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Beth’s son, Calum has complex additional support needs including Epilepsy. 

At the end of Primary 5, Calum started a brand new “special school”  

From the very first day in his new class there were problems. Calum came home with bruises and marks on his body that he did not receive at home.  


Beth and her husband were told Calum had been “restrained” by staff who had held him in a floor hold after he had “lashed out at staff”. During the restraint, Calum urinated, only then, did the staff release their hold on him, but they made him sit on a chair (still in urine-soaked clothes) then showed him an egg timer to indicate he was being punished in “time out” 


Calum had no understanding of the concept of “time out” or “punishment.” 

Calum had a lot of bruising as well as something called “petechial haemorrhaging” on his chest. His parents took him straight to the doctor who made a report to “child protection”  

Despite this, none of the staff were held accountable for their actions. 


After many years of research into the use of restraint and seclusion, Beth campaigned tirelessly for guidance. Her campaign went as far as The UNCRC in Geneva and she successfully petitioned The Scottish Government asking for new guidance for schools. This was published in June 2017.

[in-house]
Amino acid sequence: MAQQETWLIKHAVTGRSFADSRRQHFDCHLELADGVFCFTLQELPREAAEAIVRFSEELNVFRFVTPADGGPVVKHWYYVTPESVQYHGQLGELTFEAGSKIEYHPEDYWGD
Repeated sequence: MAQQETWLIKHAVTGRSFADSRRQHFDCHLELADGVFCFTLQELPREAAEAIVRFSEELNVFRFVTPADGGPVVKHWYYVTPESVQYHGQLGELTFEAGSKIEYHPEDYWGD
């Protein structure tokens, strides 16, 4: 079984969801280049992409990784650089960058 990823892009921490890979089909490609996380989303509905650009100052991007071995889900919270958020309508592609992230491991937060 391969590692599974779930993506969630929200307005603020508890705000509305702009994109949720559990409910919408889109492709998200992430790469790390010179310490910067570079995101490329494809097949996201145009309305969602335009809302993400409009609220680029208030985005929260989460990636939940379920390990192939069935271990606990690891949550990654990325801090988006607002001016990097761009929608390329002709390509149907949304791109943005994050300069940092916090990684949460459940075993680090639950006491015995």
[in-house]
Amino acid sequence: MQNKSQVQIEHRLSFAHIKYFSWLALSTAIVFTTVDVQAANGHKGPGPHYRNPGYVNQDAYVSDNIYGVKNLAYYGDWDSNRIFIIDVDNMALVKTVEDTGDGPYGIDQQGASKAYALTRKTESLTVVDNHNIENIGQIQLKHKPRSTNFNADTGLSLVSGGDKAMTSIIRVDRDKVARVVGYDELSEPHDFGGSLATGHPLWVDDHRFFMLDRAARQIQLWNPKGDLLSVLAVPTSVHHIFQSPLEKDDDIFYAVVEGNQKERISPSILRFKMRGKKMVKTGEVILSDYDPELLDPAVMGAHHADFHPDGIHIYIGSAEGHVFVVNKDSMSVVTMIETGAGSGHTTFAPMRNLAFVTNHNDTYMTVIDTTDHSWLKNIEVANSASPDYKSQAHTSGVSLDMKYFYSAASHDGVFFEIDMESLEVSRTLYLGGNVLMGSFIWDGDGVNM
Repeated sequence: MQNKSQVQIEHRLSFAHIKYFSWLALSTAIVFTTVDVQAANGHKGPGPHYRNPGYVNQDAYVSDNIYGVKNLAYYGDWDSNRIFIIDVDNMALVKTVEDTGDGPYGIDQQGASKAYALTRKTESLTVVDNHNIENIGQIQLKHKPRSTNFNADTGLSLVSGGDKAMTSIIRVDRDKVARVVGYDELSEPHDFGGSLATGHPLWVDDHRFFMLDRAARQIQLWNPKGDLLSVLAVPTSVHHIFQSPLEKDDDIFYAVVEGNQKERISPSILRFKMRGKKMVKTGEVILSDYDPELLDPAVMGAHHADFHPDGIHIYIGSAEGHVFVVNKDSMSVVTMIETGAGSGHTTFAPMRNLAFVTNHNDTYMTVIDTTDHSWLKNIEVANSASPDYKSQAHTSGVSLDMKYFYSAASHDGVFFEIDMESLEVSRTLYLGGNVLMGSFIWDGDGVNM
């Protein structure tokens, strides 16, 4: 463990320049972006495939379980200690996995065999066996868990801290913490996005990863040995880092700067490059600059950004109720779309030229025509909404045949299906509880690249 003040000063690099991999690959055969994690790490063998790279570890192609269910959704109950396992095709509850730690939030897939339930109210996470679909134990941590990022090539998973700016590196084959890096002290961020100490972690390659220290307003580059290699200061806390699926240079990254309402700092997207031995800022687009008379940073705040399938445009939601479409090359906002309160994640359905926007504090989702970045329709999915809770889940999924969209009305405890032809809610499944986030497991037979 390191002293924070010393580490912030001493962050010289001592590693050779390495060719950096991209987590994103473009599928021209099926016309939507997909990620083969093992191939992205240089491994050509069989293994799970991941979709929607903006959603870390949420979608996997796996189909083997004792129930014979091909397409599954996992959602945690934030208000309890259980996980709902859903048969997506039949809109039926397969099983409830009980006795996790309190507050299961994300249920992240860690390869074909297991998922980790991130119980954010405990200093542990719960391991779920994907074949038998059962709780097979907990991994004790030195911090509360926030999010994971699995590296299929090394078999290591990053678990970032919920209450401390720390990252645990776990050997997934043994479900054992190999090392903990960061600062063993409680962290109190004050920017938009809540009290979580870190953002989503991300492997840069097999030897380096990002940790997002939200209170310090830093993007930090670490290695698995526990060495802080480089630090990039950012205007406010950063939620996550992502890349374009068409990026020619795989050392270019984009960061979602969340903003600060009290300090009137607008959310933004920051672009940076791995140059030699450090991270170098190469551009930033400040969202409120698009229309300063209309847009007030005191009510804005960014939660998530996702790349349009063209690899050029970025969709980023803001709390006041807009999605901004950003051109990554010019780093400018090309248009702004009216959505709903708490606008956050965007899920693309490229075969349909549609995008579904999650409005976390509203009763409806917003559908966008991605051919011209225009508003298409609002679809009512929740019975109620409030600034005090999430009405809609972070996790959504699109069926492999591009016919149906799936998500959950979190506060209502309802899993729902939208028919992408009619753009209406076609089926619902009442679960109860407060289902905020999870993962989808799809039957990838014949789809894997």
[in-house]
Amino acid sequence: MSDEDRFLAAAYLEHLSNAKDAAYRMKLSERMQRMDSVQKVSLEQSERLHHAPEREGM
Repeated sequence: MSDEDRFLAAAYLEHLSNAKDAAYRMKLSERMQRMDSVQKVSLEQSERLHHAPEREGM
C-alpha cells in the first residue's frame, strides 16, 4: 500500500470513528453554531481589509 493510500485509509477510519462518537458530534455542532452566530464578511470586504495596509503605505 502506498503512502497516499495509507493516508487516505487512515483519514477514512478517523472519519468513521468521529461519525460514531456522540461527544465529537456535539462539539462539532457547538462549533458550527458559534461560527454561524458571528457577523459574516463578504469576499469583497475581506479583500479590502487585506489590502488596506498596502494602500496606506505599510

Beth also begun her own training in “Positive Behaviour Support” (PBS) she realised that this was a real alternative to restraint and seclusion. 


Beth’s vision is for PABSS to advocate and promote the use of PBS to families and professionals plans for children with complex needs.


The Communication Passport is written in conjunction with families who know their children better than anyone. This passport will give information on the child’s condition, how it affects them AND, most importantly how they communicate. It also incorporates an individual PBS plan. 


All behaviour happens for a reason, it is a form of communication. Understand that the child is trying to tell you something. Usually it is about unmet needs, anxiety, sensory over/under stimulation. Respond in a proactive way, meeting the needs of the person and respecting their human rights is good practise. This will reduce behaviour considered challenging and enhance the quality of life for the person.  


As for Calum, he was removed from his “special school” and returned to an Angus Mainstream school, ASN Department, where he spent the last four years of his education being supported by staff who used Positive Behaviour Support strategies. There was no use of restraint or seclusion rooms.  Many thanks to all the staff and students at Carnoustie High School.  


Now, Beth makes sure that everyone is aware of Calums communication passport and his PBS plan.  He has not been subjected to any kind of physical intervention since. He is thriving, but most of all, he is HAPPY!  


Well Done Calum!  

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